Saturday, November 24, 2007

Boundaries.

Sigh. I guess I need to call my sponsor.

I'm struggling with those complicated borderlands between boundaries and control, acceptance and accepting unacceptable behavior, keeping quiet to keep my sanity and keeping quiet to keep a false sense of peace.

A few weeks ago, we'd reached a breaking point in our marriage. He'd gone to stay with his folks, and I'd taken his key to my home. I needed some time to think about what it was going to take for him to be welcome to stay here, and I came up with a few things, a few boundaries that are necessary for my sanity, for my comfort living with someone who has been in and out of active addiction and who has entangled me in all the insanity that comes along with it. I told him that he needs to be able to pay his own way, including both paying for his own methadone and paying half of our bills, and that I needed to see outward signs of recovery, beyond going to the methadone clinic. I need to see him attending meetings, working steps, building community, having a sponsor.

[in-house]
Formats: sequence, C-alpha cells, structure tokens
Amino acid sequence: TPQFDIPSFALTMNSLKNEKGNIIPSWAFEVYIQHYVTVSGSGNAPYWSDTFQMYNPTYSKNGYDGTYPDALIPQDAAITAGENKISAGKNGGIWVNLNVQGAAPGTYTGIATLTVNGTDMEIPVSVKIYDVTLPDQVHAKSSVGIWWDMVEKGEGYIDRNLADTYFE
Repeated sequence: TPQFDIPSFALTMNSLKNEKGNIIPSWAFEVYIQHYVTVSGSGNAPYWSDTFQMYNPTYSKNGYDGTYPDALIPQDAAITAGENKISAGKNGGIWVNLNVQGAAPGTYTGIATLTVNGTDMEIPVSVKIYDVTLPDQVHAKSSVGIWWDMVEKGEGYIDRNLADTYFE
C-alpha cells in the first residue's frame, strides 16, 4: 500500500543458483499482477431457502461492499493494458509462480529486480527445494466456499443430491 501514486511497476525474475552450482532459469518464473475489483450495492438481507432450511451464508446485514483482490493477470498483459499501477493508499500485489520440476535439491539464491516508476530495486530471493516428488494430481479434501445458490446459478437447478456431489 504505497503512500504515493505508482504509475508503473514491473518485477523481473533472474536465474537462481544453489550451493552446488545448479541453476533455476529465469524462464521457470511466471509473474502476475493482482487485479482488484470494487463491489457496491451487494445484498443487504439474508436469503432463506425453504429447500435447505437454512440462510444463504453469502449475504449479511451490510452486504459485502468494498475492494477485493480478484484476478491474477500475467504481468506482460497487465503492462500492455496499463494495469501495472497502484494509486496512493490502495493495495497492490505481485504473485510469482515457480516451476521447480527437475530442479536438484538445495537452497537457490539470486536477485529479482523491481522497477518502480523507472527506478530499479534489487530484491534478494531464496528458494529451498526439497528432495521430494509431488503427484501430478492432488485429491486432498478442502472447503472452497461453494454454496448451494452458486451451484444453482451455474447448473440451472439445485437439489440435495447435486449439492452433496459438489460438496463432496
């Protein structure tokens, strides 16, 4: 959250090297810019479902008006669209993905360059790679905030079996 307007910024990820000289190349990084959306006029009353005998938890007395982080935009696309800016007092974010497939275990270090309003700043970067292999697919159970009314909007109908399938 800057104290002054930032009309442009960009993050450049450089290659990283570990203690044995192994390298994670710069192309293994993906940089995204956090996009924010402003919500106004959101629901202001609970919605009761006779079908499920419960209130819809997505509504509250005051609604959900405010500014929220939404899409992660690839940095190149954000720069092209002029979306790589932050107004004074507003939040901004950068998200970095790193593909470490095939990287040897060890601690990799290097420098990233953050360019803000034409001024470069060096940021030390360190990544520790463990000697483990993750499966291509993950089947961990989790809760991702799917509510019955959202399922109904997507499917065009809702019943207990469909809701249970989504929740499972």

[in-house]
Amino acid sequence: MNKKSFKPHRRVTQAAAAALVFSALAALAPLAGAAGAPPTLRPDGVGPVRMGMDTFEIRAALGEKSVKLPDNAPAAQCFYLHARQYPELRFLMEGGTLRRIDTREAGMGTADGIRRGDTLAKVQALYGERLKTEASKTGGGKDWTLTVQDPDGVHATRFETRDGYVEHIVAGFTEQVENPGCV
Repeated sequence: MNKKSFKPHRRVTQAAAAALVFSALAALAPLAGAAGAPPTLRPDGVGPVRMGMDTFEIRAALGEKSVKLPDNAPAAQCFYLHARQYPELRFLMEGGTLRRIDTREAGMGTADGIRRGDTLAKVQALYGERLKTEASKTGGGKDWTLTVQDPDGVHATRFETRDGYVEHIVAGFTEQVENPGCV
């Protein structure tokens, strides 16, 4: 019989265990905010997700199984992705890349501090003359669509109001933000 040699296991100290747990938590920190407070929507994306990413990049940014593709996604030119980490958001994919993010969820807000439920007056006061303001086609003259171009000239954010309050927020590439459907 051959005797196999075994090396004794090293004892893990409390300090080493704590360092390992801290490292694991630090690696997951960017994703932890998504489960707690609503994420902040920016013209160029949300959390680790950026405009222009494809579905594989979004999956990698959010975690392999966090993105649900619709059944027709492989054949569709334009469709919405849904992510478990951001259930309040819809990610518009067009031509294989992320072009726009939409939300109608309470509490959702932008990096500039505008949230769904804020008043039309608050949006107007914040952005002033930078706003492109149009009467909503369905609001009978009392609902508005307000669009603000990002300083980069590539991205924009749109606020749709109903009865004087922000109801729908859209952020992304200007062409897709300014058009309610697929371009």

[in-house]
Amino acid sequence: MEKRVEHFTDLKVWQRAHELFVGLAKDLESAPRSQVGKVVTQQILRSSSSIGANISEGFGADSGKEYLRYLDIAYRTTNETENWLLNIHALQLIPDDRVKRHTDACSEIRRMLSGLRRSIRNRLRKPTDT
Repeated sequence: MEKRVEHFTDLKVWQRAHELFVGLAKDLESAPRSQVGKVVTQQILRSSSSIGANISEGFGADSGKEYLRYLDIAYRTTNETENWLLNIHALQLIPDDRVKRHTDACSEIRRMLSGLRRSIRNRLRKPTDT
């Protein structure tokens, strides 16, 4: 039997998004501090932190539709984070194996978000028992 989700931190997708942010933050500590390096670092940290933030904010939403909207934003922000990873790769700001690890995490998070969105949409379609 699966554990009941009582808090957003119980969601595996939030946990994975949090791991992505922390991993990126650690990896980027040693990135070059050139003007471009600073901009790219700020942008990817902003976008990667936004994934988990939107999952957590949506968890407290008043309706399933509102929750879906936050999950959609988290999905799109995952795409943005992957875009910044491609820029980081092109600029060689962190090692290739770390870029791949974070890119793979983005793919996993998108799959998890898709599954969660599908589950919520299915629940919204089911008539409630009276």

His response to these requests was to find a job, the next day, and to bring me money for groceries. He told me that he can do the things I need, that not only can he do them, but that he realizes that these are things that are vital for his own survival. Without a job and without some recovery in his life, he says that he knows he isn't going to make it, regardless of what happens to our marriage.

The job isn't perfect; it's only going to last for two or three months. It is, however, a job, and it's paying his bills and paying for his methadone. For the first time in almost a year, he's being a true partner, at least financially. That's a wonderful thing, and I'm grateful.

And he has been lackadaisically attending the meetings that are held in conjunction with the Nar-Anon meetings that I attend. He gets in the car, he goes with me, he listens and talks to the folks in his group. He has not sought out a sponsor, and he hasn't looked for a different group. Last week, he blew off one of the meetings because he wanted to hang out with his father. It made me furious.